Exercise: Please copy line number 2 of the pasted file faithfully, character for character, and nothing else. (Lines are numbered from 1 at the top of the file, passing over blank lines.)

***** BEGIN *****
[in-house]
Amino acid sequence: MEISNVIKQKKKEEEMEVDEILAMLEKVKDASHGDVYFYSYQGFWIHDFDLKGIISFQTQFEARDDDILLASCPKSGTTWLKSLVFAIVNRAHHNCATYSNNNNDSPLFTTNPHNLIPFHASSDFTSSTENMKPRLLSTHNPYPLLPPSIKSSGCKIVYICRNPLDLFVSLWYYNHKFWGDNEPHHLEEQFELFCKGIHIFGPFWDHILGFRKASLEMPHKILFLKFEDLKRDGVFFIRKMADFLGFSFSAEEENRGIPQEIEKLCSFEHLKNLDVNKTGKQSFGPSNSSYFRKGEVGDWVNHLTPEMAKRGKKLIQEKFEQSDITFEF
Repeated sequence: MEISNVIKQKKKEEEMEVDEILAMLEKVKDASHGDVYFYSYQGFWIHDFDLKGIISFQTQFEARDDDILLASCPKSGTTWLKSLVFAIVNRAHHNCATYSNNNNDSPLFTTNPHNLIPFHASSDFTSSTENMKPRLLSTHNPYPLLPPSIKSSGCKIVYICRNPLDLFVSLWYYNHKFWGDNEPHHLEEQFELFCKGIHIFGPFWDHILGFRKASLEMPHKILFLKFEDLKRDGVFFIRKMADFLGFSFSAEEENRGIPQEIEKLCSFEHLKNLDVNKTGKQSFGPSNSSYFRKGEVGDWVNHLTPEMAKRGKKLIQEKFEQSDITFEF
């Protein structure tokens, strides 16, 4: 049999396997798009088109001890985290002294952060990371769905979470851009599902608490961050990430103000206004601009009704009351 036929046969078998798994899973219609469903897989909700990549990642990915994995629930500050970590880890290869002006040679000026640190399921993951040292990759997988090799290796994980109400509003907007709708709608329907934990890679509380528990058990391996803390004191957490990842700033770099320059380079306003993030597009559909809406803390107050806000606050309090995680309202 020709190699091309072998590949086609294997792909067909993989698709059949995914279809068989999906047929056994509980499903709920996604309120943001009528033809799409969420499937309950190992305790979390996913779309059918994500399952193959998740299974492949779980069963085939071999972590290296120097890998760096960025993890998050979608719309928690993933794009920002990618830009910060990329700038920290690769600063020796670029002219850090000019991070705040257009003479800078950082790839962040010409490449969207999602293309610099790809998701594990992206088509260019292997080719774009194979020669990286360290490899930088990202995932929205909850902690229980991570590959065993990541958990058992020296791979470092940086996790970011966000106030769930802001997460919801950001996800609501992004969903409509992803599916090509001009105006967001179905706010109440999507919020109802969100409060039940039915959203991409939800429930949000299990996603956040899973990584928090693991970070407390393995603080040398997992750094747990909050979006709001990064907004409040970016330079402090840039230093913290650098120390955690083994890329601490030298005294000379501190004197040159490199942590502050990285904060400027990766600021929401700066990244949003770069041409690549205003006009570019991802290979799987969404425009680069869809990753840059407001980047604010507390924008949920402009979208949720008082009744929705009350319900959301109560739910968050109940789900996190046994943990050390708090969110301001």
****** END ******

Amino acid sequence: MEISNVIKQKKKEEEMEVDEILAMLEKVKDASHGDVYFYSYQGFWIHDFDLKGIISFQTQFEARDDDILLASCPKSGTTWLKSLVFAIVNRAHHNCATYSNNNNDSPLFTTNPHNLIPFHASSDFTSSTENMKPRLLSTHNPYPLLPPSIKSSGCKIVYICRNPLDLFVSLWYYNHKFWGDNEPHHLEEQFELFCKGIHIFGPFWDHILGFRKASLEMPHKILFLKFEDLKRDGVFFIRKMADFLGFSFSAEEENRGIPQEIEKLCSFEHLKNLDVNKTGKQSFGPSNSSYFRKGEVGDWVNHLTPEMAKRGKKLIQEKFEQSDITFEF